Career prospects for Family Nursing Practitioners

The US Bureau of Labor Statistics (BLS) estimates a 40% increase in employment for nursing practitioners between 2021 and 2031. They are predicting a considerable rise from 246,700 nursing practitioners in 2021 to a projected 359,400 nursing practitioners in 10 years. This is due to a shortage of primary care providers in many rural communities in the country.

This increasing need will provide FNPs with numerous career opportunities in traditional healthcare settings such as hospitals and clinics and non-traditional settings such as schools, community health centers, and home health agencies. They can also choose to specialize in particular areas of healthcare, such as pediatrics and mental health, or unlock additional career opportunities that can increase their earning potential.

Ultimately, the need for more FNPs in rural areas is a great opportunity for practitioners to pursue advanced career goals. At the same time, it helps rural communities improve their health.

How to become a family nursing practitioner

There are several steps that must be completed before a nurse can become a family nurse practitioner. Some of these requirements include:

  • Obtain a Bachelor of Science in Nursing (BSN) degree from an accredited nursing program. This typically takes four years to complete and should be accredited by the American Association of Colleges of Nursing (AACN).
  • Pass the National Council Licensure Examination for Registered Nurses (NCLEX-RN) to become a licensed registered nurse (RN).
  • Gain at least one year of clinical experience as an RN in a primary care setting, such as a family practice or outpatient clinic.
  • Enroll in a Master’s of Science in Nursing (MSN) program focusing on becoming a family nurse practitioner (FNP). This program typically takes two to three years to complete and should be accredited by the Commission of Collegiate Nursing Education (CCNE) or the Accreditation Commission for Education in Nursing (ACEN).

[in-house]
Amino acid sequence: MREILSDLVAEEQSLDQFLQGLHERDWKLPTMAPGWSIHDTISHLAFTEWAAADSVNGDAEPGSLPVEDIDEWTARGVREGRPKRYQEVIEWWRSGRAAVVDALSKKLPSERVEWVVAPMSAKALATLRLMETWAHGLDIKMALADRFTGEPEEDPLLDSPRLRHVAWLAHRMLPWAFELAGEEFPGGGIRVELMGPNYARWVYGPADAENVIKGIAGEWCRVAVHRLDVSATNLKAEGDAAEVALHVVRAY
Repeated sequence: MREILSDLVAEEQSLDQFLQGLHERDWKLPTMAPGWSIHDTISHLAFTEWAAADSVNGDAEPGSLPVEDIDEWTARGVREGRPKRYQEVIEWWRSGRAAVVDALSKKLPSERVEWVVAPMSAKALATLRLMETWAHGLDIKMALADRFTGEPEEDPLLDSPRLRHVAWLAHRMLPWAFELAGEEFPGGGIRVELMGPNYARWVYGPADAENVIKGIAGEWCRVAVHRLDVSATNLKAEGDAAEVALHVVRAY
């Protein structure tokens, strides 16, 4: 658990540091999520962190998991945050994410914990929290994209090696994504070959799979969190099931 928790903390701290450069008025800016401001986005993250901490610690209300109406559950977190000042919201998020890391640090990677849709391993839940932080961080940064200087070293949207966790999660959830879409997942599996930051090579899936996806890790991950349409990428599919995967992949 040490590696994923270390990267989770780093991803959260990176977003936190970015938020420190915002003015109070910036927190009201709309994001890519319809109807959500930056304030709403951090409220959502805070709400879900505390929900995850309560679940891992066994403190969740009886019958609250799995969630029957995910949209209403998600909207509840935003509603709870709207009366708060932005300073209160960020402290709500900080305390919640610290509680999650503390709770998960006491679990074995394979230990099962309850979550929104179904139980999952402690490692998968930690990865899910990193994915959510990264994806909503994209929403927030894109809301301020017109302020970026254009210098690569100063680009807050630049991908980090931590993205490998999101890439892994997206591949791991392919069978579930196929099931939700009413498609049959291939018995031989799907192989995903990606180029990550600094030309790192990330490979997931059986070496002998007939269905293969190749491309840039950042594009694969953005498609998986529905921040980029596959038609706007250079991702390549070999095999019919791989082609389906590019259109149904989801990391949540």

• Pass a certification exam, such as the American Academy of Nurse Practitioners (AANP) or the American Nurses Credentialing Center (ANCC) certification exam, to become a certified FNP.
  • Obtain a state license to practice as an FNP. Requirements for licensure differ by state, so check with your state board of nursing for the specific requirements that apply in your case.

Can family nursing practitioners have sub-specialties?

Although their job description is focused mostly on general caregiving, FNPs can also have sub-specialties. Some of the specialties available to these practitioners include:

  • Cardiac care
  • Renal/Urological care
  • Psychiatry
  • ER/Trauma
  • Orthopedics
  • Critical care
  • Pulmonary care
  • Perinatal care
  • Oncology
  • Postpartum care
  • Pediatrics
  • Rehabilitation
  • Medical-Surgical care
  • Diabetes care

Some FNPs might wish to practice in a specific area that interests them, which is where sub-specialties come in. Although it is not a requirement, it can be helpful in advancing their career.

How much does an average FNP earn?

Several factors influence FNP salaries and benefits, including certifications, years of experience, the location of work, the degree level obtained, and the type of employer. FNPs are entitled to generous salaries, which extend to FNPs working in rural areas. In addition to the financial benefits, they can explore an environment that lets them improve their experience, make new relationships and maintain their work-life balance.

The bottom line

There are many incentives for FNPs who work in rural communities. This includes the opportunity to make a valuable impact on underserved populations, access to better benefits, opportunities for professional growth and career development, and the chance to build relationships with communities and other healthcare practitioners. Ultimately, FNPs play a critical role in reducing health disparities between urban and rural areas, giving rural communities an opportunity to enjoy a healthier lifestyle.